Lab 10: Java API, Exceptions, and Collections


  1. Familiarize yourself with the Java Application Programmers Interface (API)
  2. Use exceptions to detect and handle errors
  3. Use the Java Collections framework to group multiple elements into a single unit

Lab Preparation

Download the provided zip file and unzip it. Create a new Eclipse project named Lab10. Add the given code to the project and link the external JAR jpt.jar to the project. You should have the following Java files:

Activity 1: Getting to Know the Java API

Go to the Java API at Bookmark this page! When coding you will often use classes that are provided for you by Java. The Java API describes these classes and lists all of the fields and methods of these classes that are available to you.

The front page of the Java API lists all of the packages provided by Java. A package is a collection of related interfaces and classes.

Tips For Quickly Finding Class Specifications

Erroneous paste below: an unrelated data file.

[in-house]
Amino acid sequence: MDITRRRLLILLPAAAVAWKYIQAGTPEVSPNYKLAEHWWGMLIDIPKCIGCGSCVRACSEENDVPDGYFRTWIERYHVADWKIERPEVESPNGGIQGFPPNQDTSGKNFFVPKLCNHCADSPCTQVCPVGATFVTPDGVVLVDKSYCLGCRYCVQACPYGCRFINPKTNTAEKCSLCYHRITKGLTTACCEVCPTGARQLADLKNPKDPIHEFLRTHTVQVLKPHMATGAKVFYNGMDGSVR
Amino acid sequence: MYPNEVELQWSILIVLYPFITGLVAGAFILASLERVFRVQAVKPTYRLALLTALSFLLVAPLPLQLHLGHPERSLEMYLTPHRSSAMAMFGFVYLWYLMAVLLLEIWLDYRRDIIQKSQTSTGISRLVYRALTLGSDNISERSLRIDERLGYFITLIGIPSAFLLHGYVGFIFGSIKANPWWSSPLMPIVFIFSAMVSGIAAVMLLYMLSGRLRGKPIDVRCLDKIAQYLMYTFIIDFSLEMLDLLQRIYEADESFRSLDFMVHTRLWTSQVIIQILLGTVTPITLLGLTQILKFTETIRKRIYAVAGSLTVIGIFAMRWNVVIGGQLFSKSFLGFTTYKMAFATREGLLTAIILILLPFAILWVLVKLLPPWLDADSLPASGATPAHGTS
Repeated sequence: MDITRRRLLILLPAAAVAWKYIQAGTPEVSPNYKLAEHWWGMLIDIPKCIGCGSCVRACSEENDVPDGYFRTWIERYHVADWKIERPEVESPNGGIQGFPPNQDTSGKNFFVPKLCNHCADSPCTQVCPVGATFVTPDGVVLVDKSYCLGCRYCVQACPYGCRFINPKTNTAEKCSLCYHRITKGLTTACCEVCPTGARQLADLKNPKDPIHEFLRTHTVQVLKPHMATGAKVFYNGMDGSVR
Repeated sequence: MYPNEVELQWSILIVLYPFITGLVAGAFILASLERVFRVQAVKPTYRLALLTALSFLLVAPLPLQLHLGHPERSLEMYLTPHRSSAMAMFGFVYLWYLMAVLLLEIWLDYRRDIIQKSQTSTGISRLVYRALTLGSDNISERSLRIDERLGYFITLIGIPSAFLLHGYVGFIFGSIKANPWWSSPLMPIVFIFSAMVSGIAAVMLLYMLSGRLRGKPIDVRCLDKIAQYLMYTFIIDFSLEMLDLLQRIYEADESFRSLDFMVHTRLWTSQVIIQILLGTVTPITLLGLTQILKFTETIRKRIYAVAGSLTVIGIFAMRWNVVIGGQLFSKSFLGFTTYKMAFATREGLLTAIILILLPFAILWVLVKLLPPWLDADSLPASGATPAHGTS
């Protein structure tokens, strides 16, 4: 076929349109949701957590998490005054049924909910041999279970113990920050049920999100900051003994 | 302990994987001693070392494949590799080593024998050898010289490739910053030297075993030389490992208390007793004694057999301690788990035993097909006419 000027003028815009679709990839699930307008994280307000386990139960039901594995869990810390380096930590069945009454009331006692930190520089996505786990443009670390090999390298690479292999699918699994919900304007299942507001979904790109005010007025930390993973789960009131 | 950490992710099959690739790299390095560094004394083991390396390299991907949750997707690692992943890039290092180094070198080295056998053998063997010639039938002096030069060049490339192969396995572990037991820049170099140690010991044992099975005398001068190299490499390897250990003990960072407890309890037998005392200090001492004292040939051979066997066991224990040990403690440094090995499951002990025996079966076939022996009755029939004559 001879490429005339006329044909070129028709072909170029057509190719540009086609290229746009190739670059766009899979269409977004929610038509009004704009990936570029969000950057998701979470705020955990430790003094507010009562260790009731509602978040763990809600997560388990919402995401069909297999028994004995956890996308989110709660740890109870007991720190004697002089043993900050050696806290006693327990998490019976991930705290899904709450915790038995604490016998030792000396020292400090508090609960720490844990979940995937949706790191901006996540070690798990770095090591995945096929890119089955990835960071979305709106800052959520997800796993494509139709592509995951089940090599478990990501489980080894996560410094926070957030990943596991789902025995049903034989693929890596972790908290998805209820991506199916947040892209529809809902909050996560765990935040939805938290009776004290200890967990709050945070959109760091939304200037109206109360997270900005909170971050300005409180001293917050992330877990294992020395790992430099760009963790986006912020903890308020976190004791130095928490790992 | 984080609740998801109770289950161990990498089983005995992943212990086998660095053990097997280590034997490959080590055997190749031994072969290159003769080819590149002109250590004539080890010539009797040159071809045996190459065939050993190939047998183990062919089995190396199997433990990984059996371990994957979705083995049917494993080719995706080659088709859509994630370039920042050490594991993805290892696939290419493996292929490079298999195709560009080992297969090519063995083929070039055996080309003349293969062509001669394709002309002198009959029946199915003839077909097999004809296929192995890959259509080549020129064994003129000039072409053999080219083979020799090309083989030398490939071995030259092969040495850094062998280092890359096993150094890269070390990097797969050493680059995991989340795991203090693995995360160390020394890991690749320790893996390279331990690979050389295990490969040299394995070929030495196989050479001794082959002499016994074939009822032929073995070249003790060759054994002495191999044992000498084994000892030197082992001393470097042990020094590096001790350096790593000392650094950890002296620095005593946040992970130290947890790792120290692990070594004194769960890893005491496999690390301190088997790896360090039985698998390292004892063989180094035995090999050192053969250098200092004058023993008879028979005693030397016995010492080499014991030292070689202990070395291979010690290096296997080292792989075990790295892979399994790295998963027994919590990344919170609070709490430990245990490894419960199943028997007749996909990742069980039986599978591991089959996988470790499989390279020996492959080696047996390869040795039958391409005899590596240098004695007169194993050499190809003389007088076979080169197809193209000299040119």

The left frame of the API page lists all classes alphabetically. If you want the specifications for a specific class you can click in this frame and use your web browsers search function to find that class. For example, find the ArrayList class. Another way to quickly find Java API specifications is to search Google for "java api class x", where x is the name of the class you're searching for. For example, the search "java api class arraylist" returns the specifications for class ArrayList as the first result.

The Anatomy of a JavaDoc

All of the specifications are in a JavaDoc format. JavaDocs are automatically generated from source code based on specifically formated comments that the programmer adds for each class and each method. We won't cover the format of such comments here, but it's pretty easy to do yourself. For more details, see How to Write Doc Comments for the Javadoc Tool.

Lets use the ArrayList JavaDoc as an example.

The top of the JavaDoc lists the other classes that ArrayList extends and implements. In this case, ArrayList extends from the classes Object, AbstractCollection, AbstractList, and implements the interfaces Cloneable, Collection, List, RandomAccess, Serializable.

Next is a general description of the class. In this case, the JavaDoc says that ArrayList is a "Resizable-array implementation of the List interface."